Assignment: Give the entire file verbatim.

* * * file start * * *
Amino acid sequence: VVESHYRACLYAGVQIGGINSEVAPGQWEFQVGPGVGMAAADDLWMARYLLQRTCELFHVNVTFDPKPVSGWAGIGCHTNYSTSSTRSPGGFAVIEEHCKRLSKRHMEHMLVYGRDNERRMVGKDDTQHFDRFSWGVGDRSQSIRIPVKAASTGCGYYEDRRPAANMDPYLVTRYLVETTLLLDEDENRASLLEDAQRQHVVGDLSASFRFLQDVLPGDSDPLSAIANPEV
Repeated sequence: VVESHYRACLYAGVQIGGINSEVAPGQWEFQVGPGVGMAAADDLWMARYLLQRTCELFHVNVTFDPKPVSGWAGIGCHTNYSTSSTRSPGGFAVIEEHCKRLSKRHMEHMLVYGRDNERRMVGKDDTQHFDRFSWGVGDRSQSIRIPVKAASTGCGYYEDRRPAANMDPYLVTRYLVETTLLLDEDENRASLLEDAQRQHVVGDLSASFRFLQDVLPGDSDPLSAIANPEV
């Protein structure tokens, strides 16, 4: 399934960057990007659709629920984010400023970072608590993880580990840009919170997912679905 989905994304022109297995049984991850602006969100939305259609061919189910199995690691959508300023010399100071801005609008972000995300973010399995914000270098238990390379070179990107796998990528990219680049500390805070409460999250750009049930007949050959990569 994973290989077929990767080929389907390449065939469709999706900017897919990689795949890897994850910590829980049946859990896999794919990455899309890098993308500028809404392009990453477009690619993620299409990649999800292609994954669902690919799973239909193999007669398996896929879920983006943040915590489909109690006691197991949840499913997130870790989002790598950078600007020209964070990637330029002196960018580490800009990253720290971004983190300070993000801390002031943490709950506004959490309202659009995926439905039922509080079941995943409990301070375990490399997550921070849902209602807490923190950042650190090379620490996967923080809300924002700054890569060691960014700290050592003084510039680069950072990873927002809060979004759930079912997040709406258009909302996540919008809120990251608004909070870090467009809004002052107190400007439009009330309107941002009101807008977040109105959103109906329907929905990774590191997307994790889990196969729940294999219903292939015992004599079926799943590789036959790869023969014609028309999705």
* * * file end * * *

Amino acid sequence: VVESHYRACLYAGVQIGGINSEVAPGQWEFQVGPGVGMAAADDLWMARYLLQRTCELFHVNVTFDPKPVSGWAGIGCHTNYSTSSTRSPGGFAVIEEHCKRLSKRHMEHMLVYGRDNERRMVGKDDTQHFDRFSWGVGDRSQSIRIPVKAASTGCGYYEDRRPAANMDPYLVTRYLVETTLLLDEDENRASLLEDAQRQHVVGDLSASFRFLQDVLPGDSDPLSAIANPEV
Repeated sequence: VVESHYRACLYAGVQIGGINSEVAPGQWEFQVGPGVGMAAADDLWMARYLLQRTCELFHVNVTFDPKPVSGWAGIGCHTNYSTSSTRSPGGFAVIEEHCKRLSKRHMEHMLVYGRDNERRMVGKDDTQHFDRFSWGVGDRSQSIRIPVKAASTGCGYYEDRRPAANMDPYLVTRYLVETTLLLDEDENRASLLEDAQRQHVVGDLSASFRFLQDVLPGDSDPLSAIANPEV
């Protein structure tokens, strides 16, 4: 399934960057990007659709629920984010400023970072608590993880580990840009919170997912679905 989905994304022109297995049984991850602006969100939305259609061919189910199995690691959508300023010399100071801005609008972000995300973010399995914000270098238990390379070179990107796998990528990219680049500390805070409460999250750009049930007949050959990569 994973290989077929990767080929389907390449065939469709999706900017897919990689795949890897994850910590829980049946859990896999794919990455899309890098993308500028809404392009990453477009690619993620299409990649999800292609994954669902690919799973239909193999007669398996896929879920983006943040915590489909109690006691197991949840499913997130870790989002790598950078600007020209964070990637330029002196960018580490800009990253720290971004983190300070993000801390002031943490709950506004959490309202659009995926439905039922509080079941995943409990301070375990490399997550921070849902209602807490923190950042650190090379620490996967923080809300924002700054890569060691960014700290050592003084510039680069950072990873927002809060979004759930079912997040709406258009909302996540919008809120990251608004909070870090467009809004002052107190400007439009009330309107941002009101807008977040109105959103109906329907929905990774590191997307994790889990196969729940294999219903292939015992004599079926799943590789036959790869023969014609028309999705």